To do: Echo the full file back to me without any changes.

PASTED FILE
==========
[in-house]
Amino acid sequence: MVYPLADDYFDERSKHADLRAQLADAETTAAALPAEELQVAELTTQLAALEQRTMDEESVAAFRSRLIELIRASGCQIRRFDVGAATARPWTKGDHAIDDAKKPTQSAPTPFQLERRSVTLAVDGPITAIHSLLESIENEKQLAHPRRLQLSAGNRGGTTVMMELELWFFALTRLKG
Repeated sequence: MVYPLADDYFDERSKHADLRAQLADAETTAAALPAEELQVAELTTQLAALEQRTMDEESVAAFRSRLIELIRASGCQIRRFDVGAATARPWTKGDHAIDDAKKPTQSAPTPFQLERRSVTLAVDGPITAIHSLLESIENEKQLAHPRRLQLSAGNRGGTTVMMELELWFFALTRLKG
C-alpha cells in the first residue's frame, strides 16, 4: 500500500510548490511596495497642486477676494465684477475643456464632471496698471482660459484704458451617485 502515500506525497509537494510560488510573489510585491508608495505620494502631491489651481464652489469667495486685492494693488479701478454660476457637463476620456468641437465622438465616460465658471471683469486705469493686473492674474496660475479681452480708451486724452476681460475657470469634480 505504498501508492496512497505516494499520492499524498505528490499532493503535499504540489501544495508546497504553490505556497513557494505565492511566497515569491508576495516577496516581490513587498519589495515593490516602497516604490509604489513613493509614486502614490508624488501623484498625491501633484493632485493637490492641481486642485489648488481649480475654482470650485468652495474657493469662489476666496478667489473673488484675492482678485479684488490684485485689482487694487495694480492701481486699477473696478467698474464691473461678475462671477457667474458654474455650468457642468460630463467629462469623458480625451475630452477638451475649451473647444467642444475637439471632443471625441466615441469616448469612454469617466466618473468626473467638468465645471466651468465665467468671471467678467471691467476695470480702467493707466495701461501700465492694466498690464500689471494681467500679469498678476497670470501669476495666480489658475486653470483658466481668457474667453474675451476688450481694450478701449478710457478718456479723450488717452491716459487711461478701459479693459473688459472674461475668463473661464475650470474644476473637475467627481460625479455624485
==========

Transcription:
[in-house]
Amino acid sequence: MVYPLADDYFDERSKHADLRAQLADAETTAAALPAEELQVAELTTQLAALEQRTMDEESVAAFRSRLIELIRASGCQIRRFDVGAATARPWTKGDHAIDDAKKPTQSAPTPFQLERRSVTLAVDGPITAIHSLLESIENEKQLAHPRRLQLSAGNRGGTTVMMELELWFFALTRLKG
Repeated sequence: MVYPLADDYFDERSKHADLRAQLADAETTAAALPAEELQVAELTTQLAALEQRTMDEESVAAFRSRLIELIRASGCQIRRFDVGAATARPWTKGDHAIDDAKKPTQSAPTPFQLERRSVTLAVDGPITAIHSLLESIENEKQLAHPRRLQLSAGNRGGTTVMMELELWFFALTRLKG
C-alpha cells in the first residue's frame, strides 16, 4: 500500500510548490511596495497642486477676494465684477475643456464632471496698471482660459484704458451617485 502515500506525497509537494510560488510573489510585491508608495505620494502631491489651481464652489469667495486685492494693488479701478454660476457637463476620456468641437465622438465616460465658471471683469486705469493686473492674474496660475479681452480708451486724452476681460475657470469634480 505504498501508492496512497505516494499520492499524498505528490499532493503535499504540489501544495508546497504553490505556497513557494505565492511566497515569491508576495516577496516581490513587498519589495515593490516602497516604490509604489513613493509614486502614490508624488501623484498625491501633484493632485493637490492641481486642485489648488481649480475654482470650485468652495474657493469662489476666496478667489473673488484675492482678485479684488490684485485689482487694487495694480492701481486699477473696478467698474464691473461678475462671477457667474458654474455650468457642468460630463467629462469623458480625451475630452477638451475649451473647444467642444475637439471632443471625441466615441469616448469612454469617466466618473468626473467638468465645471466651468465665467468671471467678467471691467476695470480702467493707466495701461501700465492694466498690464500689471494681467500679469498678476497670470501669476495666480489658475486653470483658466481668457474667453474675451476688450481694450478701449478710457478718456479723450488717452491716459487711461478701459479693459473688459472674461475668463473661464475650470474644476473637475467627481460625479455624485